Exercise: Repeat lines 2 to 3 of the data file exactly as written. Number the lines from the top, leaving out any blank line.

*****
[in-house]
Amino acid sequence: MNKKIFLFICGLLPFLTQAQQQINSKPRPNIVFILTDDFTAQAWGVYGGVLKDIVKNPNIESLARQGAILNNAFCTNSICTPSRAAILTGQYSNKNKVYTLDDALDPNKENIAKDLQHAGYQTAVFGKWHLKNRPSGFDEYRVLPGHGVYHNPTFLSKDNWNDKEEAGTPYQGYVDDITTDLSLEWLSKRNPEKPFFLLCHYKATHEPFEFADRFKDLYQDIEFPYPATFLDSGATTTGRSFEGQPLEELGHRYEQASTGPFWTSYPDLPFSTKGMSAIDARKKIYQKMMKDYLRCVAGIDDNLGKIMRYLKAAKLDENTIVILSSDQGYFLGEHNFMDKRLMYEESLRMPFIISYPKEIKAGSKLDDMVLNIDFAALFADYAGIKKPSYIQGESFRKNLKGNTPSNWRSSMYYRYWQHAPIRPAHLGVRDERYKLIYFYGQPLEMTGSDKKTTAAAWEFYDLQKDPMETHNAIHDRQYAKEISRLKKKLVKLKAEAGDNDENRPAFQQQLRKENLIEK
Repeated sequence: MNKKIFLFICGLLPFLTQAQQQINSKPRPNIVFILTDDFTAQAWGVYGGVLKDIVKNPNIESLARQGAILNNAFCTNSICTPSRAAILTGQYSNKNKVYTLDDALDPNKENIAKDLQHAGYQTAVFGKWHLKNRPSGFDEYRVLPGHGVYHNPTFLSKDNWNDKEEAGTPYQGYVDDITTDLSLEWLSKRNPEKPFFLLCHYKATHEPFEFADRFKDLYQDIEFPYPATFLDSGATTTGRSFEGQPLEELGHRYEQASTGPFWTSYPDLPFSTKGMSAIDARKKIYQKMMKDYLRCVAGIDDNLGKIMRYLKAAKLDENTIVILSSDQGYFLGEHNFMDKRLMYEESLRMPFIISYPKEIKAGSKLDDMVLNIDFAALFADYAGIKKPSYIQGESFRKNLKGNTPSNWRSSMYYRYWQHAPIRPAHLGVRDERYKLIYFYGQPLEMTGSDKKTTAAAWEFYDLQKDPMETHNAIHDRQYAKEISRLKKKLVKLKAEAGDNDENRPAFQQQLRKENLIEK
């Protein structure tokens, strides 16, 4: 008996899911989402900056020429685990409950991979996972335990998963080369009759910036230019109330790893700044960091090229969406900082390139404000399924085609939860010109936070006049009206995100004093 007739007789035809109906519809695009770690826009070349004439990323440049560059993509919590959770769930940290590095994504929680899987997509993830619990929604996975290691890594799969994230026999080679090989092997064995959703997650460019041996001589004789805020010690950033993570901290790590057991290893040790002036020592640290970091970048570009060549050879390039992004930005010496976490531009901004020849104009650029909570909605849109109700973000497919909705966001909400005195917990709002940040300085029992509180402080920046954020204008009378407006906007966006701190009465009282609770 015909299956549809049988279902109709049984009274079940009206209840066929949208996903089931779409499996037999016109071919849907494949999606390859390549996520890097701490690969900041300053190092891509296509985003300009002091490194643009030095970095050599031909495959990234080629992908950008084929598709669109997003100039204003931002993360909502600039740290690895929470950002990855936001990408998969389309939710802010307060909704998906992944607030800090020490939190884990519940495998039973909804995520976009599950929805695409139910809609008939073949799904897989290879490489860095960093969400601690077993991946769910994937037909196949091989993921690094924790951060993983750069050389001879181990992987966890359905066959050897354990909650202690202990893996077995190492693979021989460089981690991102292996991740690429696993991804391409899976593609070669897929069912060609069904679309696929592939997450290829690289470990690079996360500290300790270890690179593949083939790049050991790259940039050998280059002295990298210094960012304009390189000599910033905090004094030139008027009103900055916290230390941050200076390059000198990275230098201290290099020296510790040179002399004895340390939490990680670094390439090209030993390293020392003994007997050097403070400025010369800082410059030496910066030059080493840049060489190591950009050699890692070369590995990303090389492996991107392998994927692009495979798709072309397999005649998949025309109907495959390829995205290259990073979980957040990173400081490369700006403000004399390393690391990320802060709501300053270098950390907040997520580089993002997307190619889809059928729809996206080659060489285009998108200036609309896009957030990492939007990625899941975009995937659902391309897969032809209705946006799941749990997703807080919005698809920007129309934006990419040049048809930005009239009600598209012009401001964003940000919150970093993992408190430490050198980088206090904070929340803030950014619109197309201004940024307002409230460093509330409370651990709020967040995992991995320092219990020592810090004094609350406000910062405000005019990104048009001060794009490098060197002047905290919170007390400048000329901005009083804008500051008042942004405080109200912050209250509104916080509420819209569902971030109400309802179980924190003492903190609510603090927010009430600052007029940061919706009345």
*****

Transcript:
Amino acid sequence: MNKKIFLFICGLLPFLTQAQQQINSKPRPNIVFILTDDFTAQAWGVYGGVLKDIVKNPNIESLARQGAILNNAFCTNSICTPSRAAILTGQYSNKNKVYTLDDALDPNKENIAKDLQHAGYQTAVFGKWHLKNRPSGFDEYRVLPGHGVYHNPTFLSKDNWNDKEEAGTPYQGYVDDITTDLSLEWLSKRNPEKPFFLLCHYKATHEPFEFADRFKDLYQDIEFPYPATFLDSGATTTGRSFEGQPLEELGHRYEQASTGPFWTSYPDLPFSTKGMSAIDARKKIYQKMMKDYLRCVAGIDDNLGKIMRYLKAAKLDENTIVILSSDQGYFLGEHNFMDKRLMYEESLRMPFIISYPKEIKAGSKLDDMVLNIDFAALFADYAGIKKPSYIQGESFRKNLKGNTPSNWRSSMYYRYWQHAPIRPAHLGVRDERYKLIYFYGQPLEMTGSDKKTTAAAWEFYDLQKDPMETHNAIHDRQYAKEISRLKKKLVKLKAEAGDNDENRPAFQQQLRKENLIEK
Repeated sequence: MNKKIFLFICGLLPFLTQAQQQINSKPRPNIVFILTDDFTAQAWGVYGGVLKDIVKNPNIESLARQGAILNNAFCTNSICTPSRAAILTGQYSNKNKVYTLDDALDPNKENIAKDLQHAGYQTAVFGKWHLKNRPSGFDEYRVLPGHGVYHNPTFLSKDNWNDKEEAGTPYQGYVDDITTDLSLEWLSKRNPEKPFFLLCHYKATHEPFEFADRFKDLYQDIEFPYPATFLDSGATTTGRSFEGQPLEELGHRYEQASTGPFWTSYPDLPFSTKGMSAIDARKKIYQKMMKDYLRCVAGIDDNLGKIMRYLKAAKLDENTIVILSSDQGYFLGEHNFMDKRLMYEESLRMPFIISYPKEIKAGSKLDDMVLNIDFAALFADYAGIKKPSYIQGESFRKNLKGNTPSNWRSSMYYRYWQHAPIRPAHLGVRDERYKLIYFYGQPLEMTGSDKKTTAAAWEFYDLQKDPMETHNAIHDRQYAKEISRLKKKLVKLKAEAGDNDENRPAFQQQLRKENLIEK